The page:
By Hansen Kosasih, PhD Student - Arthritis & Rheumatology
More than three million people in Australia have some form of arthritic disease, making it one of the most prevalent health conditions in Australia. Arthritis can affect people at any age and the term “arthritis” itself covers more than 100 medical conditions that affect bones, muscles, cartilage (a tough, elastic, fibrous “connective” tissue found in various parts of the body, such as the joints, outer ear), and other connective tissues. The three most well-known arthritic diseases are the adult diseases osteoarthritis, rheumatoid arthritis and juvenile arthritis, the last which can also affect children.
The end-point of any arthritic disease is the destruction of cartilage in the joints. Joint cartilage is a specialised tissue that covers the end of the bones, providing a frictionless surface and weight-bearing property during movement. This cartilage mainly consists of water and two important molecules called aggrecan and type II collagen. Aggrecan attracts water to the cartilage to provide a swelling pressure that resists loading, whereas type II collagen provides the structural integrity of the cartilage.
The arrangement of these molecules can be represented by a string-balloon model, where a piece of string denotes the type II collagen and the balloons represent aggrecan. When a few balloons are arranged side-by-side and tightly wrapped by a piece of string, this structure can bear weight. However, if a needle is used to pop some balloons, the whole structure collapses, and loses its weight bearing property.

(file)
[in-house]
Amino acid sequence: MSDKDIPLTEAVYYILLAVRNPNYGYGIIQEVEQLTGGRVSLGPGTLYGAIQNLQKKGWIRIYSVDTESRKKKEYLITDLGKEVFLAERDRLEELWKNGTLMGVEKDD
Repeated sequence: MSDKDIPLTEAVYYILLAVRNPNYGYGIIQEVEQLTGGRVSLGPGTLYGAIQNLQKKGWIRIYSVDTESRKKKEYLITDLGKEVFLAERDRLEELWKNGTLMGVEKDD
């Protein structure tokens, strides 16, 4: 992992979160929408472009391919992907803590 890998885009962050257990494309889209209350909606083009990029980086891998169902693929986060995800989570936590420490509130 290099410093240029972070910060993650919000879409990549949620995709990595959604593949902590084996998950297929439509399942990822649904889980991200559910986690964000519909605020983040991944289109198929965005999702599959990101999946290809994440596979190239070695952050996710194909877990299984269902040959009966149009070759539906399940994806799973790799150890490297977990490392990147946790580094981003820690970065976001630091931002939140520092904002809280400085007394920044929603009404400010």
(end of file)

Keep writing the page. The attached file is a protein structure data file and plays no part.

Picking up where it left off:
This is similar to what happens in arthritis where the needle is actually an enzyme called ADAMTS-5, which degrades the aggrecan, resulting in the destruction of cartilage and its ability to resist weight. The lack of cushioning property in the cartilage is one of the reasons why arthritic patients cannot move freely.
In my current research, I am investigating the mode of action of ADAMTS-5, and I hope that I can contribute to the field a new approach to inhibit the overactivity of this destructive enzyme in arthritis. If we can selectively inhibit this enzyme, hopefully we can avoid the destruction of the cartilage in arthritic patients, and make the patients, especially the children, dance happily again!
Remember, although popping some balloon is fun, you definitely do not want to get your balloons popped!
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